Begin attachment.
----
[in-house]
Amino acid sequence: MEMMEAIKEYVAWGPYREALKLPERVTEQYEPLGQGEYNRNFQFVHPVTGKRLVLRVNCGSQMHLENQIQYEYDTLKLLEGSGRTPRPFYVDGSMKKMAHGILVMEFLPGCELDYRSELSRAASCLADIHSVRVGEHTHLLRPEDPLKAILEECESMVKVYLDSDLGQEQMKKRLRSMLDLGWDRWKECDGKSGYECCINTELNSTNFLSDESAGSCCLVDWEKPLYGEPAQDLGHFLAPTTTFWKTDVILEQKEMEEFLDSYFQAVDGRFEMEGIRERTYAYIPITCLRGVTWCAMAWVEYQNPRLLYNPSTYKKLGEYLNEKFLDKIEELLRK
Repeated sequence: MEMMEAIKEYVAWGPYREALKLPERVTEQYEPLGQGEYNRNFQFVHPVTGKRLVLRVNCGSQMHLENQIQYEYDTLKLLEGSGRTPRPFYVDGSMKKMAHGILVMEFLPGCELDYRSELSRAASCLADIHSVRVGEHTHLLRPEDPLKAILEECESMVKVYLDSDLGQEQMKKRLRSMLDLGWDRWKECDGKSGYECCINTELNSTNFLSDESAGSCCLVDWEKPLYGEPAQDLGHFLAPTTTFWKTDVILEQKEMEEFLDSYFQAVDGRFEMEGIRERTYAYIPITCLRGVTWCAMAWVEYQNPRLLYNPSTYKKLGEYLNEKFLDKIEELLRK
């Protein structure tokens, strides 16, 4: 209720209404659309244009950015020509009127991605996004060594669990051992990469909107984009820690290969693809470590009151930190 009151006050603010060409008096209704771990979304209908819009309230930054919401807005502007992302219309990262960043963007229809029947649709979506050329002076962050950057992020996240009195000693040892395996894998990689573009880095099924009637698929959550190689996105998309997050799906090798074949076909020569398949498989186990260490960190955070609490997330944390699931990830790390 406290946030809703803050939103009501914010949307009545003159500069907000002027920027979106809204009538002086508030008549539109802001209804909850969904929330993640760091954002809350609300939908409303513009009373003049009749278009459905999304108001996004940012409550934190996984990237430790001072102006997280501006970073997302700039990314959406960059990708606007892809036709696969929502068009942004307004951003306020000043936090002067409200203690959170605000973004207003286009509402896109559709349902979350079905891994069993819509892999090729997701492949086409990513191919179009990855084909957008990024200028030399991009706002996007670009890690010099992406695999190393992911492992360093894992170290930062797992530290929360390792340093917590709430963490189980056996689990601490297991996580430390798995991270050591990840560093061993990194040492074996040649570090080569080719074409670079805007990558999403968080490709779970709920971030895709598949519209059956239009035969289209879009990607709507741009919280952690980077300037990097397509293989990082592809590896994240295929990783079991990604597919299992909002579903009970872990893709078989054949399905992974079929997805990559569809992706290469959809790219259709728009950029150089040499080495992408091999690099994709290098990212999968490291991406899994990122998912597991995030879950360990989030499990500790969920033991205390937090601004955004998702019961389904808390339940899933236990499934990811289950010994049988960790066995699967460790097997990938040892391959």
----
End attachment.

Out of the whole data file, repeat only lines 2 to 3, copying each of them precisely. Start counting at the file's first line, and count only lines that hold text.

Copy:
Amino acid sequence: MEMMEAIKEYVAWGPYREALKLPERVTEQYEPLGQGEYNRNFQFVHPVTGKRLVLRVNCGSQMHLENQIQYEYDTLKLLEGSGRTPRPFYVDGSMKKMAHGILVMEFLPGCELDYRSELSRAASCLADIHSVRVGEHTHLLRPEDPLKAILEECESMVKVYLDSDLGQEQMKKRLRSMLDLGWDRWKECDGKSGYECCINTELNSTNFLSDESAGSCCLVDWEKPLYGEPAQDLGHFLAPTTTFWKTDVILEQKEMEEFLDSYFQAVDGRFEMEGIRERTYAYIPITCLRGVTWCAMAWVEYQNPRLLYNPSTYKKLGEYLNEKFLDKIEELLRK
Repeated sequence: MEMMEAIKEYVAWGPYREALKLPERVTEQYEPLGQGEYNRNFQFVHPVTGKRLVLRVNCGSQMHLENQIQYEYDTLKLLEGSGRTPRPFYVDGSMKKMAHGILVMEFLPGCELDYRSELSRAASCLADIHSVRVGEHTHLLRPEDPLKAILEECESMVKVYLDSDLGQEQMKKRLRSMLDLGWDRWKECDGKSGYECCINTELNSTNFLSDESAGSCCLVDWEKPLYGEPAQDLGHFLAPTTTFWKTDVILEQKEMEEFLDSYFQAVDGRFEMEGIRERTYAYIPITCLRGVTWCAMAWVEYQNPRLLYNPSTYKKLGEYLNEKFLDKIEELLRK